3 January 2013
GEORGE GORDON BYRON (LORD BYRON)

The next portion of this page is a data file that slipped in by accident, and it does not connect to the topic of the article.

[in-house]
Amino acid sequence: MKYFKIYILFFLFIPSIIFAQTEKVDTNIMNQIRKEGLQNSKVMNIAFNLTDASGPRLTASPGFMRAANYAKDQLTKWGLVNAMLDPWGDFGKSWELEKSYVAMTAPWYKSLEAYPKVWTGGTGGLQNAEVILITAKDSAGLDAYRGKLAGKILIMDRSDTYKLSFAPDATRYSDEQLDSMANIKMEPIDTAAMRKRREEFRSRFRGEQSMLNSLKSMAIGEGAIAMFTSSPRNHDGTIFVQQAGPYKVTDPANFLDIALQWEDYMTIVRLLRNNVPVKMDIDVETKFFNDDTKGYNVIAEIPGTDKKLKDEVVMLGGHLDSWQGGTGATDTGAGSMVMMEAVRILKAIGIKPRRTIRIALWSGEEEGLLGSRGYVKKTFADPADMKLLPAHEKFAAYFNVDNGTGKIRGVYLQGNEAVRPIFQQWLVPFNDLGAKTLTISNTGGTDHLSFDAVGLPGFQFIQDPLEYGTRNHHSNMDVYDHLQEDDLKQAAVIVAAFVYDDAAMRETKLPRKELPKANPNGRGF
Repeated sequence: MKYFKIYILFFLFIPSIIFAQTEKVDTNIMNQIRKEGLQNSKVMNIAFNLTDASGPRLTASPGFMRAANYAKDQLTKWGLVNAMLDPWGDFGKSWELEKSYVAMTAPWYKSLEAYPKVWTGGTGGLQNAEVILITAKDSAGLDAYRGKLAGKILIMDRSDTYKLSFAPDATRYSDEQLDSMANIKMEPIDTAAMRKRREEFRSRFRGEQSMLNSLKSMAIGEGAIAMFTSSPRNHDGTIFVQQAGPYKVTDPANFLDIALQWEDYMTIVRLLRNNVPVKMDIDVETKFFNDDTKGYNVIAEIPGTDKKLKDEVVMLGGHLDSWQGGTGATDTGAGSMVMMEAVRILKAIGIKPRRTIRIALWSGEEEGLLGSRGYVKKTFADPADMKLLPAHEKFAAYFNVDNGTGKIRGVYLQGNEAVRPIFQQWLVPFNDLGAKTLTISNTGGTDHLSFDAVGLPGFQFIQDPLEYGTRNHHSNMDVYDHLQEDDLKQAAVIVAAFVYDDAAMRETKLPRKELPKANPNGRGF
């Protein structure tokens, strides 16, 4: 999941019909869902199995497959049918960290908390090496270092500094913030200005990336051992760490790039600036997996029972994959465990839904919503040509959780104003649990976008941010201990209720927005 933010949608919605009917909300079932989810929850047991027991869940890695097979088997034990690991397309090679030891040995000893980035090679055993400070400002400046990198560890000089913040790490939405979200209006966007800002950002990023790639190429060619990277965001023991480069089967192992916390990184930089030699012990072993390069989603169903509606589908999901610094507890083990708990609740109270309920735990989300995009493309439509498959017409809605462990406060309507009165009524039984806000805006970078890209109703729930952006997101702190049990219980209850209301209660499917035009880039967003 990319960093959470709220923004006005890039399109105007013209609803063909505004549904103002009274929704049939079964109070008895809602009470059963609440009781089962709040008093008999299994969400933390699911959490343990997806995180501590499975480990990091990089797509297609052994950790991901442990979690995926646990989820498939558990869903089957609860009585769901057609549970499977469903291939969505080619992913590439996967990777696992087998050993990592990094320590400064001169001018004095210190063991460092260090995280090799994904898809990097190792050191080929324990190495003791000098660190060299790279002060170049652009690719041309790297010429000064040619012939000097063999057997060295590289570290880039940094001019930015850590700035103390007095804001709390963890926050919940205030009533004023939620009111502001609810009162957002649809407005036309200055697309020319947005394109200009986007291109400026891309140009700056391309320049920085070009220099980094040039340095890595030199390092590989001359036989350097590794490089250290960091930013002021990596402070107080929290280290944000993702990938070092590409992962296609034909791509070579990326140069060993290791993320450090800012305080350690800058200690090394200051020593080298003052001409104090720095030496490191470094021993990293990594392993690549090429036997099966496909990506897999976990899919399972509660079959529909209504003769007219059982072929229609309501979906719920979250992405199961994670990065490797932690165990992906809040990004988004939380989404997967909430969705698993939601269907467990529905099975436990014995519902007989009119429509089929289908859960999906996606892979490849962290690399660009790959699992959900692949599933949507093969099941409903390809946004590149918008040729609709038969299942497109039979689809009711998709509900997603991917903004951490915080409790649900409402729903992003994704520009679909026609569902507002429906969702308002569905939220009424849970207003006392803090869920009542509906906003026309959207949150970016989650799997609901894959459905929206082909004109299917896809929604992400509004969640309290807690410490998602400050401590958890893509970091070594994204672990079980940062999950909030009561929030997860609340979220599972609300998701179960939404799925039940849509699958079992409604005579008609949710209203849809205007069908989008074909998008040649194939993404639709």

In this paper we are going to analyze the work Cain by the British poet Lord Byron, published in 1821, in which we can appreciate an outstanding influence of John Milton's Paradise Lost. The story of Cain and Abel appears in the book of Genesis in the Bible, and the reader must understand that this myth is placed within the Christian doctrine. On the one hand, through this kind of fable the exile of man from Garden of Eden is explained. Because of the mortal sin Eve committed when eating the apple, humanity was cursed and expelled from Paradise. On the other hand, it also explains why human beings suffer during their lifes and finally die. Death is something extremely complicated for humans to understand, and even more difficult to accept. In the Christian doctrine the opposite places of hell and heaven are used to keep people under control and make them follow some rules or dogmas: if they obey they will succeed and go to a beautiful place called heaven but on the contrary if they don't they will be punished and sent to hell, were they will be unhappy for the rest of their lifes. If we look closely to this work, we can perceive that heaven is the same as Garden of Eden (living with God and worship Him) and exile and living in pain wandering on earth wold be a representation of hell. Lord Byron's Cain is considered as a critique to the Christian doctrine, a way to show his own skepticism and an attack to the theocentric conception of universe as appearing in the Bible. His work has been accused of being plainly heretic and blasphemous but otherwise it can be interpreted as a reflection of how dificult is to understand and distinguish the bloody and wrathful God from the merciful and loving one. Lord Byron's Cain is greatly influenced by Romanticism and its way of thinking; its spirit. The author tries to understand the world in all its complexity (which is a hard...